House Republicans are calling on the Biden administration to halt a Department of Energy program that awarded $200 million last fall to a China-based battery company, pointing to the fact that federal officials have failed to answer basic questions from Congress about the funding process.
Rep. Frank Lucas (R., Okla.), chairman of the House Committee on Science, Space, and Technology, sent a letter to Energy Secretary Jennifer Granholm on Wednesday, asking her to “immediately pause any further funding or expenditures” for the grant program, which is funded by the Bipartisan Infrastructure Law spearheaded by President Joe Biden.
The letter comes amid mounting frustration from House Republicans, who say the DOE has stonewalled requests for information about any China-related grants, despite provisions in the infrastructure law that were intended to block funding from going to China’s battery sector. Republicans have warned that China, a dominant player in the solar and battery industries, could benefit financially from the Biden administration’s aggressive green energy agenda.
In October, the DOE awarded $200 million to Microvast Holdings, a lithium battery company that operates primarily out of China, the Washington Free Beacon first reported last month. The award is intended to finance a battery separator facility Microvast is building in Tennessee.
“DOE has yet to provide any response to the committee that explains the Department’s vetting process or demonstrates that sufficient guardrails are in place to ensure that companies that receive awards do not transfer funding or technology to China, or are not subject to undue influence by the [Chinese Communist Party],” Lucas wrote in his letter to the DOE.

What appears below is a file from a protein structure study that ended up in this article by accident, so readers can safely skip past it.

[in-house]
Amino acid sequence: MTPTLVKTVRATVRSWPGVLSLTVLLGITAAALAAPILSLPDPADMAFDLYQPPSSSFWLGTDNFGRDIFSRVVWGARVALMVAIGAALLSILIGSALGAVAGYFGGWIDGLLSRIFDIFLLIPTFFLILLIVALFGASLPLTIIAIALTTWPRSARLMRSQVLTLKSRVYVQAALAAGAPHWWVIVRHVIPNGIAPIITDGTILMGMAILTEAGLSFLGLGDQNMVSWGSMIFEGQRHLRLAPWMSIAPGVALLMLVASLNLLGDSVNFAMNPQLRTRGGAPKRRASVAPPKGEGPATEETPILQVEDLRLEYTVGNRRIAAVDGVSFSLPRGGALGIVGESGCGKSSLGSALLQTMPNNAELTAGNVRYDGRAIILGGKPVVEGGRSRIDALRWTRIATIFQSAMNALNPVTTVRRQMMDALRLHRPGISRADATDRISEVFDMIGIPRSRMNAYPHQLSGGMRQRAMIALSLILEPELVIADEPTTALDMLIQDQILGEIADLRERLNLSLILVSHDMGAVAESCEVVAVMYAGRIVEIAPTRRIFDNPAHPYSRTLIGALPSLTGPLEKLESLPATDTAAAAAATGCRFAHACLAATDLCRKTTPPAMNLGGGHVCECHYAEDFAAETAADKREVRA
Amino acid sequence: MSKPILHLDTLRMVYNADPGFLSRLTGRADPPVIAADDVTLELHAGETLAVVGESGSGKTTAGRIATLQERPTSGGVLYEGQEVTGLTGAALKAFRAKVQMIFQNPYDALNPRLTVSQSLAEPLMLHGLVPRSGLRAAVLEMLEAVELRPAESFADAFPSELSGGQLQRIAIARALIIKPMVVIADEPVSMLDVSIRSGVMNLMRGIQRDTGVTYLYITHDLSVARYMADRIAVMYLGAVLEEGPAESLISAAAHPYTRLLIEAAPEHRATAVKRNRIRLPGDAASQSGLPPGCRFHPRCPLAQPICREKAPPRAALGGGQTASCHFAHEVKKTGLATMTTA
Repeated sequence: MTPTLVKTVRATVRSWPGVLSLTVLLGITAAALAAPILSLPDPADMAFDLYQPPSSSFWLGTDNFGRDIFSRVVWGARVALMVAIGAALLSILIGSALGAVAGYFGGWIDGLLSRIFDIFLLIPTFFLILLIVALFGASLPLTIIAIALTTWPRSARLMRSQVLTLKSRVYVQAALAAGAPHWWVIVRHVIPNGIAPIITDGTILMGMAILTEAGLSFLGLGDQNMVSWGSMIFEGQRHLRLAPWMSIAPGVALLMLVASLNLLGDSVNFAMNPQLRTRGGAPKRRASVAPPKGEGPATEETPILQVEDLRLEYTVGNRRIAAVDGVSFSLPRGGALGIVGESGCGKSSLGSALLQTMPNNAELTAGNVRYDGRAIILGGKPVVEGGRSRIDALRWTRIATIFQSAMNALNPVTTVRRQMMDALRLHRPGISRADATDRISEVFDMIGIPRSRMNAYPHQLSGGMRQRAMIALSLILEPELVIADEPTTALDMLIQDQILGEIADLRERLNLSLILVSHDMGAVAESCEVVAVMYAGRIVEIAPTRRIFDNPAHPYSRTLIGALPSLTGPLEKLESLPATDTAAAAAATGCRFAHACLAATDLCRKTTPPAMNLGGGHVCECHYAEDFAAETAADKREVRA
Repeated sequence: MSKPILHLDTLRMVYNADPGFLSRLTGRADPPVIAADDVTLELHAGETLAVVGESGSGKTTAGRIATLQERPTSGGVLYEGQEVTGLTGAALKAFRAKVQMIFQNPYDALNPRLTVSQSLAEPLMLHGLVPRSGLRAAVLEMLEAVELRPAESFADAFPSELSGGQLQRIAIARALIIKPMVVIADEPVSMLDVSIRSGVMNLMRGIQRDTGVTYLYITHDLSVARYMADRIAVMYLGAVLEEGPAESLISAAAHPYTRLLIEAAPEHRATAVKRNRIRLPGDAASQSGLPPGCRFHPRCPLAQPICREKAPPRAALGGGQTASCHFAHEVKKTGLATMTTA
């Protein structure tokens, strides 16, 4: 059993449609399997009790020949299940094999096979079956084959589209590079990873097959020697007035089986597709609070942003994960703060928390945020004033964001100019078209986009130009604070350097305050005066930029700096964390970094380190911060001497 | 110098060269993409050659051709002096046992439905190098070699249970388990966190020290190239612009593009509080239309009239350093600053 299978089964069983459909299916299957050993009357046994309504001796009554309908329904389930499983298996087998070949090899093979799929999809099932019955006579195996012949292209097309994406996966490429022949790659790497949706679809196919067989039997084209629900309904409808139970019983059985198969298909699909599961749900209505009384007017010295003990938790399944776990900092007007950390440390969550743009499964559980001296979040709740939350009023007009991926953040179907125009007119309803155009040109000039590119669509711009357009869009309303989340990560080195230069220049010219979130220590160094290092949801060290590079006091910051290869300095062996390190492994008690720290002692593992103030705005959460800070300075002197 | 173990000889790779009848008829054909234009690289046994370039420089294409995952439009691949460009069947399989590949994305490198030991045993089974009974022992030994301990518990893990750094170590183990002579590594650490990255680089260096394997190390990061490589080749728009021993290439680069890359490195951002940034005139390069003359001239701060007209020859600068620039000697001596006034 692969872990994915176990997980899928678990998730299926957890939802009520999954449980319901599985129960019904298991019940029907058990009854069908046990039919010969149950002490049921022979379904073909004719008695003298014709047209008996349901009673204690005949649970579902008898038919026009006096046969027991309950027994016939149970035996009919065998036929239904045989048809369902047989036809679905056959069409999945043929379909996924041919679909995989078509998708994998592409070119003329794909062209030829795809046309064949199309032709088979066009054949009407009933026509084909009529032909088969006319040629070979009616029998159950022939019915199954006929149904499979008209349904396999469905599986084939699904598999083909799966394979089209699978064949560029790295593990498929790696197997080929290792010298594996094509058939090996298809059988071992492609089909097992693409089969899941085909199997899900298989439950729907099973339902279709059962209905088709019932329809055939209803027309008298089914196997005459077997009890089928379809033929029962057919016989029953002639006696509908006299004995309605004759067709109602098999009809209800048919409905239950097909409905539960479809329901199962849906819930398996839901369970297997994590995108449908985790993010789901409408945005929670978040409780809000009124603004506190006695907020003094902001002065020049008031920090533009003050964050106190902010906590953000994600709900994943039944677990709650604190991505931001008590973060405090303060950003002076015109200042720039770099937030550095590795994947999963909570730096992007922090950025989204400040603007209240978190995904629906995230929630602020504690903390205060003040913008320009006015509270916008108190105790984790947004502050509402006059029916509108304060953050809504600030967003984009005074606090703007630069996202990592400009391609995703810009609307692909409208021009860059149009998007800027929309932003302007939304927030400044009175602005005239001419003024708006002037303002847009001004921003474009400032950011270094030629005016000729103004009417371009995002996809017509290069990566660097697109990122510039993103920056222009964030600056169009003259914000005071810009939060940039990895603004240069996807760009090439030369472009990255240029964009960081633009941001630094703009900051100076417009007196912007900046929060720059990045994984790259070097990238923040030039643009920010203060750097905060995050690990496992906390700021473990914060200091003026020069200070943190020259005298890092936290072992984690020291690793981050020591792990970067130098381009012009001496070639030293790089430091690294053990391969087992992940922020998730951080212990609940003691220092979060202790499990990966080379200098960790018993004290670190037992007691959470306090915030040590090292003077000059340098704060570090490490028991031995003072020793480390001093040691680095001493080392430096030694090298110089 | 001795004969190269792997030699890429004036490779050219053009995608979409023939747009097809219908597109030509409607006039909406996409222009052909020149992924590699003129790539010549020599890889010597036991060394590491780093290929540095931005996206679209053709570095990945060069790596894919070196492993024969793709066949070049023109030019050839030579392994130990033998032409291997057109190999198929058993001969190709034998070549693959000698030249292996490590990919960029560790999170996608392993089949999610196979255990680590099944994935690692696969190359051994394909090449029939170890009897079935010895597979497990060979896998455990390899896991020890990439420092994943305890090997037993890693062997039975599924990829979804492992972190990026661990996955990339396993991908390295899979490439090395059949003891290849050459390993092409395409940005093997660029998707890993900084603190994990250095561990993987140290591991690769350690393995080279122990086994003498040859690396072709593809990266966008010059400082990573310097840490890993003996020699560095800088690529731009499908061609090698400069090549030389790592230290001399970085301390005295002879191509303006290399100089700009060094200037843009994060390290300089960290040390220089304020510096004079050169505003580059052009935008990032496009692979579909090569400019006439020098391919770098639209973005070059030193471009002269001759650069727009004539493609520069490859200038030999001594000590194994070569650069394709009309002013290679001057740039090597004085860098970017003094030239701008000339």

Lucas requested that the department turn over any “documents and communications referring or relating to project awards” for Microvast and over a dozen other companies that received grants from DOE funded by the infrastructure law.
“DOE’s apparent lack of sufficient guardrails in place to prevent federal funds from ultimately benefiting the CCP raises serious concerns about the Department’s ability to protect U.S. taxpayer dollars from exploitation,” wrote Lucas.
While the DOE described Microvast as a “majority U.S.-owned company, traded on NASDAQ” and “headquartered in Stafford, Texas,” financial records show the company operates primarily out of China. Microvast told the Securities and Exchange Commission last year that the Chinese government “exerts substantial influence over the manner in which we must conduct our business activities and may intervene, at any time and with no notice.”
The DOE has defended the grant, telling the Free Beacon that Microvast’s proposed facility in Tennessee “will use U.S. sourced raw materials in the proposed facility and equipment manufactured within the U.S. or by U.S. allies.”
The funding will also ensure that Microvast “no longer needs to look to China to establish its manufacturing facilities,” the DOE told Fox News last month.
The House committee is asking DOE to turn over records related to the award by Feb. 7. Sen. John Barrasso (R., Wyo.), the ranking member of the Senate Energy and Natural Resources Committee, also requested DOE records related to the funding in December, telling the department that the grant could “undermine the United States’ position in its race against China for technological supremacy.”
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